Much of the area covered by the Boulder and White Cloud mountains—on the east side of state Highway 75 between Ketchum and Stanley—is included in the Sawtooth National Recreation Area. That designation protects it from development that would substantially impair its scenic and recreational values. However, many conservationists have feared an expansion of motorized recreational use in the area, and have advocated wilderness designation to prevent that.
    In 2005, Rep. Mike Simpson, R-Idaho, introduced his Central Idaho Economic Development and Recreation Act, which would protect part of the area as wilderness while allowing most existing motorized use and providing economic benefits to Custer County. However, the bill has never made it out of Congress, due partly to opposition from Sen. Jim Risch, R-Idaho, and Gov. Butch Otter.
    A Boulder-White Clouds National Monument is not a new idea. A proposed designation order was drafted by then-Secretary of the Interior and former Idaho Gov. Dirk Kempthorne in 2008, though it was never presented to President George W. Bush for approval.
    The idea was resurrected in July 2010 by former Idaho Gov. Cecil Andrus—also a former secretary of the Interior—in a letter to President Barack Obama.
    “Long-term protection of the Boulder-White Clouds area in central Idaho is best arrived at by the kind of process Rep. Simpson has championed for ten years,” Andrus wrote. “I support his approach, but reluctantly concede that some will never embrace real collaboration and will instead opt for delay and no decision. …
    “I would respectfully request that you instruct the appropriate federal agencies to place the Boulder-White Clouds area on the list for consideration for National Monument status.”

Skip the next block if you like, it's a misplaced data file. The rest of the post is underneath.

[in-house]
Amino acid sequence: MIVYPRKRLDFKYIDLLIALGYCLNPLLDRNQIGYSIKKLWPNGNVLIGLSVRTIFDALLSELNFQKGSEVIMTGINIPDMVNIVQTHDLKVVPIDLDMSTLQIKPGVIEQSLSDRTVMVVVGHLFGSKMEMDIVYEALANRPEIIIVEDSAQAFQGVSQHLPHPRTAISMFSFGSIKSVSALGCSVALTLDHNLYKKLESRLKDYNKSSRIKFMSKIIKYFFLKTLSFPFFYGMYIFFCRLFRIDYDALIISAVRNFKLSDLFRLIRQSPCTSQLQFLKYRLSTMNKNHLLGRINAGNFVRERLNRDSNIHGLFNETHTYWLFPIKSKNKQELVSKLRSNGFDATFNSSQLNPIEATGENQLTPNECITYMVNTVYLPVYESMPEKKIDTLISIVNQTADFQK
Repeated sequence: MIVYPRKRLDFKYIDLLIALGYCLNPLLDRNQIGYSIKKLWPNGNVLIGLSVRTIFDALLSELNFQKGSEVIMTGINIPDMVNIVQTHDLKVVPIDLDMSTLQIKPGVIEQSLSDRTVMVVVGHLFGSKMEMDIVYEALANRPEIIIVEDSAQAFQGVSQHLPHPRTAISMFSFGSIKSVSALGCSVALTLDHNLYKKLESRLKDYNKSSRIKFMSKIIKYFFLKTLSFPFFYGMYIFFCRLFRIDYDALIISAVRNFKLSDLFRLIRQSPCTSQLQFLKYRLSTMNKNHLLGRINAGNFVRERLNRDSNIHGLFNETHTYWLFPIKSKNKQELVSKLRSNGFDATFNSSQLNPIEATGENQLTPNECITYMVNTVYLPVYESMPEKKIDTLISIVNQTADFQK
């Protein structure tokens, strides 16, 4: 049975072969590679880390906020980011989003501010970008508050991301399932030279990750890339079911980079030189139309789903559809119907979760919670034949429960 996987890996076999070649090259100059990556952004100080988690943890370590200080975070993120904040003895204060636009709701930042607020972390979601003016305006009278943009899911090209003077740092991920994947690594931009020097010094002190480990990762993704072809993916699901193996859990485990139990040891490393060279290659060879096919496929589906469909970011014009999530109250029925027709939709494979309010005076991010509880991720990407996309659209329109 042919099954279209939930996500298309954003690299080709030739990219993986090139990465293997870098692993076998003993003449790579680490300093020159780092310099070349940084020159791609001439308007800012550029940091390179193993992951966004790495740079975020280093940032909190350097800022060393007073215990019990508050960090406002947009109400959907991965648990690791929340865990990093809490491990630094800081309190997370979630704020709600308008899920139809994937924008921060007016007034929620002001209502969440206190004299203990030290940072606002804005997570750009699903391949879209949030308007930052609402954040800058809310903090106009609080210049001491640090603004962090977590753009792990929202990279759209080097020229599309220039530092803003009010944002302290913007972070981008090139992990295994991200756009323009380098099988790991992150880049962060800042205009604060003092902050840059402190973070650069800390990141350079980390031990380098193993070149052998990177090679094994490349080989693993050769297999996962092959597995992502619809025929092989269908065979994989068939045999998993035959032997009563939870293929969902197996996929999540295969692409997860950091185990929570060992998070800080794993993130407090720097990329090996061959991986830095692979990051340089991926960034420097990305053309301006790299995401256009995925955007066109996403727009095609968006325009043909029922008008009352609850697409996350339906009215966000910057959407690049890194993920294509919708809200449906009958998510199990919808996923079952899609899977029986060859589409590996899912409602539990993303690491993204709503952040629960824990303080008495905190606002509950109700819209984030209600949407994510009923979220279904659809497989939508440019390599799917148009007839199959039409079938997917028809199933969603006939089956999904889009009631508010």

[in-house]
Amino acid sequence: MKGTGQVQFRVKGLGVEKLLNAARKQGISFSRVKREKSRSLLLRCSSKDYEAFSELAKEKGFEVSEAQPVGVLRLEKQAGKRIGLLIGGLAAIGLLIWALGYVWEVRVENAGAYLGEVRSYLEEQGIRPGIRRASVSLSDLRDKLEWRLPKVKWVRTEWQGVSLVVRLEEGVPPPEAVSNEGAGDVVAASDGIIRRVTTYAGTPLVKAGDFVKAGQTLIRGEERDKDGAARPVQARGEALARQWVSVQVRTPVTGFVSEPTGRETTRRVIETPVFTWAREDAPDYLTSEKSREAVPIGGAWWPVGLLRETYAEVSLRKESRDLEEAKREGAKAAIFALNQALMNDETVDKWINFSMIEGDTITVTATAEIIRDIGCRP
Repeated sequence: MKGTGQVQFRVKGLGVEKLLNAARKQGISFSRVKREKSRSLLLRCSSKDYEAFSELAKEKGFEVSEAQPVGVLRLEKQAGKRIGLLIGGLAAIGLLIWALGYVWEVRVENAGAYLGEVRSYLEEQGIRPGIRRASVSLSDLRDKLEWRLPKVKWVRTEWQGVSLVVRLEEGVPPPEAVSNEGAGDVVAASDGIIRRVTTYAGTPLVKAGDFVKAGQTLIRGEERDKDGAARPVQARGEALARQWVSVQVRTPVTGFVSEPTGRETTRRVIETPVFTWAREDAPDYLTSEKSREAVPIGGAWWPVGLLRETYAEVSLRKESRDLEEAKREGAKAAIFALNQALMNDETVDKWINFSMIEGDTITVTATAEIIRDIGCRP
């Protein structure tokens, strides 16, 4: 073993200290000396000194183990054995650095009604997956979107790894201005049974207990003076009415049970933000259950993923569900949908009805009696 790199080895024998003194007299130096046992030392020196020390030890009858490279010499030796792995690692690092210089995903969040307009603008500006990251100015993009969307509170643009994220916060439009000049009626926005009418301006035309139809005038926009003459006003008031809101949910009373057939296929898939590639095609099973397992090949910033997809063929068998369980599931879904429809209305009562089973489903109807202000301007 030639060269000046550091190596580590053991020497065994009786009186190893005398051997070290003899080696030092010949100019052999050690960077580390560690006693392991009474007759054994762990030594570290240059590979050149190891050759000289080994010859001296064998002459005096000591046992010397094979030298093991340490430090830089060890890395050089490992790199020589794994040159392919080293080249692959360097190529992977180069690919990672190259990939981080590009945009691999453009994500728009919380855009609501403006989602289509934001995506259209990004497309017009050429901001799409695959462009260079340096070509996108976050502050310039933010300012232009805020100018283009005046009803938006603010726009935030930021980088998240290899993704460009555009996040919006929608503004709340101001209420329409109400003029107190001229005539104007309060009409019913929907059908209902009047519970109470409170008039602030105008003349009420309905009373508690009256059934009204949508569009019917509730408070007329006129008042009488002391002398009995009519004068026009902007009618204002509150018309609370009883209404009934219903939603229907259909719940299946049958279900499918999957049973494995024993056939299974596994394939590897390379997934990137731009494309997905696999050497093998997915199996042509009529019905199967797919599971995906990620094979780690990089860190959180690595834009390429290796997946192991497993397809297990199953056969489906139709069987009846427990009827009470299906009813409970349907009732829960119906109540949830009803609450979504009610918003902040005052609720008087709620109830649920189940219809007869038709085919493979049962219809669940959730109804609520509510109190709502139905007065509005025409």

Johnson said designation as a national monument would provide several benefits over the area’s current status as a national recreation area:
    Potential expansion of the protected area.
    The likelihood of more federal funding.
    A higher public profile, which would boost tourism.
    The opportunity to prohibit expansion of motorized use.
    Specific management directives for a national monument would be decided by the Interior Department.
    Though the Antiquities Act was passed in 1906 primarily to protect archeological sites, it was used almost immediately to protect much larger areas, including the Grand Canyon, designated as a national monument in 1908 by President Theodore Roosevelt. The act’s use has sometimes been controversial, most notably when President Bill Clinton designated the vast Escalante National Monument in 1996 with less than 24 hours notice to Utah politicians, most of whom opposed restrictions on use of the land there.
    Johnson said he wants to avoid that sort of controversy around a potential Boulder-White Clouds National Monument. He said he hopes all interested parties become involved in the process, and emphasized that the ICL will not pursue the most restrictive regulations possible.